Past Years' Schwartz Rounds
In 2007 as part of a conference on compassionate care at the Institute, a companion book for families experiencing the uncertainty of a serious and prolonged illness: Maintaining Compassionate Care was published.
Education Rounds Topics Past Years
November 5, 2018: Disclosing Medical Error
September 24, 2018: Caring for Refugees
April 2, 2018: Advocating for Social Justice
February 26, 2018: Caring Beyond The Box: Health for People who Identify as Transgender and Gender-Nonconforming
November 6, 2017: When the Patient is Prejudiced
Facilitated by Brian French, Director of the Blum Patient Family Learning Center. Speakers: Manny Acheampong, PT student, and Jennifer Mackey, MA, CCC-SLP, Assistant Director of External Clinical Education. View related literature. Watch video.
September 25, 2017: Social Determinants of Native Health
Facilitated by Matt Tobey MD, MPH, Associate Director, Fellowship Program in Rural Health Leadership Faculty Director, Crimson Care Collaborative at Nashua Street Jail Division of General Internal Medicine, Massachusetts General Hospital. Student speakers were: Sylvia Brandenberg, PA, Marguerite Conners, OT, Daniel McGuire, PA, Julia Scott, Nursing. View related literature. Watch video.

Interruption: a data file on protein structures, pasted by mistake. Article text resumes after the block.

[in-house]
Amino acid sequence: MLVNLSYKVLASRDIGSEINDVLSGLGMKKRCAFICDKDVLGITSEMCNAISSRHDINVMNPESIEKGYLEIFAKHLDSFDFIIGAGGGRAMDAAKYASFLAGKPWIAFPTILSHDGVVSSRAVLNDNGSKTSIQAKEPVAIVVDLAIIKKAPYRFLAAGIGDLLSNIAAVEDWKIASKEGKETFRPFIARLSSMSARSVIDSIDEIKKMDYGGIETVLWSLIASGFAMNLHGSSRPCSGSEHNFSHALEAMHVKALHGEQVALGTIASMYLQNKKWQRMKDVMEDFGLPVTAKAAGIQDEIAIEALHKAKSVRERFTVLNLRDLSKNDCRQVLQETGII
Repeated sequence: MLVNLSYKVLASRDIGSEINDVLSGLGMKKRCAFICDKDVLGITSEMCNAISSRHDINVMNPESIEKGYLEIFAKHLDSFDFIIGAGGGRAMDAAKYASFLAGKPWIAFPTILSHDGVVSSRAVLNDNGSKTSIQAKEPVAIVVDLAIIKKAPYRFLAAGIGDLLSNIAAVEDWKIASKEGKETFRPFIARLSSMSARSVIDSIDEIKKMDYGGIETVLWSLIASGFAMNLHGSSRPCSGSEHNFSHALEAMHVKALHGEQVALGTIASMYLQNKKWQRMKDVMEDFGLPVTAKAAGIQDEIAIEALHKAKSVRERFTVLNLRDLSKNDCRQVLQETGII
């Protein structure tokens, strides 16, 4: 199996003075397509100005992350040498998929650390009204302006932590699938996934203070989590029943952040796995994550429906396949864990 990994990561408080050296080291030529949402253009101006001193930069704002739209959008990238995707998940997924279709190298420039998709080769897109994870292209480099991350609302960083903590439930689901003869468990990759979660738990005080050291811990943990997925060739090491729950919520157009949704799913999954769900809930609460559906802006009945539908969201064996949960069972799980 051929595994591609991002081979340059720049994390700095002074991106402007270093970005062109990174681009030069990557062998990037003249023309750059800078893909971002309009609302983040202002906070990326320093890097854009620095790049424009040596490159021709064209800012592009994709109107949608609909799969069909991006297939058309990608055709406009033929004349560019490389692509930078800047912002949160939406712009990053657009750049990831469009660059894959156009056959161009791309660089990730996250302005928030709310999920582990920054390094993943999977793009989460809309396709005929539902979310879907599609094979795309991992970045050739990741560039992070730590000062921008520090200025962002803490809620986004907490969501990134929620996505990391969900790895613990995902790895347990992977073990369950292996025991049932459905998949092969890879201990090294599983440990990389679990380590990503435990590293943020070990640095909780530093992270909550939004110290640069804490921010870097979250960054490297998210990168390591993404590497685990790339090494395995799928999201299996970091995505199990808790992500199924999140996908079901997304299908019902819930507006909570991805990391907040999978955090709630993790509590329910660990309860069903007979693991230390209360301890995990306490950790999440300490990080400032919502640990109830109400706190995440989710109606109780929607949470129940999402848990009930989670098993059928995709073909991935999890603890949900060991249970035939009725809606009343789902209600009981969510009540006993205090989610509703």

April 10, 2017: Navigating Hierarchy Among Health Professionals
Reem Mohamad, MS-SLP '17, and Melania Booth, MPAS '18, spoke, facilitated by Jenny Rudolph, PhD, Executive Director of Center for Medical Simulation, Assistant Professor of Anesthesia at Harvard Medical School. Watch video.
February 27, 2017: Providing Care to Transgender Patients
Antonia Makosky, Assistant Professor in the School of Nursing, facilitated the discussion. Watch video.
November 28, 2016: Reconciling Western and Non-Western Medicine
Presenters included Mind Body Spirit Certificate alumnae Mandi Coakley ’16 and Jane Flanagan ’16, Laura Vinci de Vanegas, DPT ’06, and student Rebecca Outland, OTD ’18. Facilitating was OT Professor Susan Fasoli. Watch video.
September 26, 2016: Overcoming Linguistic Barriers to Care
Caring For Patients with a Substance Abuse Disorder: April 4, 2016
Students Natalie Albrittain-Ross, MS-SLP ‘16, Hannah Kobett, MPAS ‘17, and Diana Remlinger, MSN ’16, reflected on managing bias in caring for a patient with substance abuse disorder. Sarah Coughlin, LICSW, of the Charlestown Substance Abuse Coalition moderated. Watch video presentation.
Caring for Patients who are Obese: February 29, 2016
Sarah Nowak, MPAS ’17, Rebecca Pham, DPT ‘16, and alumna Kenya Palmer, MSN ’13, presented, and Assistant Professor Sara Knox, PT, DPT, GCS, CEEAA, facilitated. Watch video presentation.